Very often, I am on campus during the weekend, when most students have scattered to the four winds, free of classes for two days and determined to enjoy the New England fall before winter sets in. There is no time to feel lonely or alone when facing a project like this one, and there is something nice about being able to bear down and focus on the task at hand. Still and all, a librarian exists in part to serve his or her community, and I have been a bit of a ghost in mine.
Today was the Fall Open house, and a rare Monday off from the work-a-day world for me, so I sojourned to campus to see what could be done. The answer, as it turns out, was not as much as anticipated. What I enjoyed most as a student has come back to haunt me: the rooms of the library are constantly occupied. It is difficult to shelve books when you’re interrupting Metaphysics.
To that end, I assisted with the open house, saying hello to visitors and students and, in the process, becoming a visible presence on campus. The odd juxtaposition is that I am known among the faculty and ‘older’ alumni, but am offered help as though a stranger by the current students, and how are they to know different? The onus is on me. There will always be a part of me that would like to take up residence among the old and rare books, but such a life is impractical, even in the green world. In venturing out, I found that my addition is a welcome one. After all, the students are aware of the challenges of the library, and there is an appreciation for a return to order. My only hope is that I not set the bar too high.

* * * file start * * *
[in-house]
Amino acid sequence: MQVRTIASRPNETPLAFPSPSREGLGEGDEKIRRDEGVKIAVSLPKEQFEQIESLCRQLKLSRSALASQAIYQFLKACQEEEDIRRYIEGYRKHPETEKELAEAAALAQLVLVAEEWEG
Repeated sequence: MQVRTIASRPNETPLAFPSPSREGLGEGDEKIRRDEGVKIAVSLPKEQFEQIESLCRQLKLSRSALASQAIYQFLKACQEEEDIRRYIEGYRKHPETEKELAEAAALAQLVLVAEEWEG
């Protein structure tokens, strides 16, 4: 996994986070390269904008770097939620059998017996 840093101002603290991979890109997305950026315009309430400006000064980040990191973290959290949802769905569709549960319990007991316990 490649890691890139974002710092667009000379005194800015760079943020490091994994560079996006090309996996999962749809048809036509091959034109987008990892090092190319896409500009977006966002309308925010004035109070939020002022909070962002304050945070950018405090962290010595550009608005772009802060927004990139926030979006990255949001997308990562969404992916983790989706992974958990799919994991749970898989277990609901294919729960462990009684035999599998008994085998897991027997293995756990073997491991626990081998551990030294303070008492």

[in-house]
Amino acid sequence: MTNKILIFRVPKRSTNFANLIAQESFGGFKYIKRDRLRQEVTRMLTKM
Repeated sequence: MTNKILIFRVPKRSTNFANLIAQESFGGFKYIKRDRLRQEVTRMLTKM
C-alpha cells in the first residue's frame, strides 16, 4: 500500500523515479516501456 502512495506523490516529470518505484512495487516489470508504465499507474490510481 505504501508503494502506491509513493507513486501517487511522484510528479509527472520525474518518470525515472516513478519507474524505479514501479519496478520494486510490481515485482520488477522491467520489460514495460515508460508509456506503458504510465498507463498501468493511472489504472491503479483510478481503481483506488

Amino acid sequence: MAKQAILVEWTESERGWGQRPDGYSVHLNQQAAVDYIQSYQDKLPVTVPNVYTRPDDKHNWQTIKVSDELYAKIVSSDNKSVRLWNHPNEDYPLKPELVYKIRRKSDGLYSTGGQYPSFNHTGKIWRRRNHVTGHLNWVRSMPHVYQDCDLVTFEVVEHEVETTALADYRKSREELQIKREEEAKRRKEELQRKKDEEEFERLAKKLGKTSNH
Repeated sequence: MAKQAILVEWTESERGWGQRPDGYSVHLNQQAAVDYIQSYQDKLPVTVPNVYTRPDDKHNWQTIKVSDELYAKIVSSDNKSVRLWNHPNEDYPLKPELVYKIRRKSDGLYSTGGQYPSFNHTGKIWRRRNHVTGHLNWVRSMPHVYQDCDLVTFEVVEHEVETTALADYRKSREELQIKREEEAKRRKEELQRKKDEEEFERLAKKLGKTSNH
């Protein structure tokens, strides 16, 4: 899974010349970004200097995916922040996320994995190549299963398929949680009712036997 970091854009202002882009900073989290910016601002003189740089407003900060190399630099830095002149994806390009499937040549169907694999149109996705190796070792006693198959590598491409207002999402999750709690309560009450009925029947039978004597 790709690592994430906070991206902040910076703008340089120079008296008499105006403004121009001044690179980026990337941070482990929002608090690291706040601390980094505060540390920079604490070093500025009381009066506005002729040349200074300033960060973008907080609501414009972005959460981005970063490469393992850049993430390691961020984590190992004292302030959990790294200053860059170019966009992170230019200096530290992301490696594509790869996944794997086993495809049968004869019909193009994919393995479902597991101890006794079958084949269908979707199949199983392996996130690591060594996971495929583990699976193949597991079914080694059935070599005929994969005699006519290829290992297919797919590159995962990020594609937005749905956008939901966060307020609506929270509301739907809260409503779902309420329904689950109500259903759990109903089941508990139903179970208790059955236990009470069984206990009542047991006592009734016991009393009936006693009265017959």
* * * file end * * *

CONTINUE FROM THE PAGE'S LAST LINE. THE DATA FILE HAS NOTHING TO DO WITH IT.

My greatest discovery was the number of people who mentioned a desire to see the older books restored and gain guidance on restoring their older books. An idea that has bounced through my head for months is the idea of something like a guild, but for the library– a group of students trained in basic preservation and restoration (and perhaps a visit or two from NEDCC?) It would require fundraising, but I do love the idea of being able to pass on preservation skills along with research skills. After all, we are a school of book lovers, and it would be wonderful to be able to care for those books well. Additionally, a number of the rare books are 1st editions of authors of interest and we want to care for those treasures we possess, though they may not be costly at this time. What sort of rare books do we possess? Watch this space over the coming months as profile the collection and detail the building of the special collections.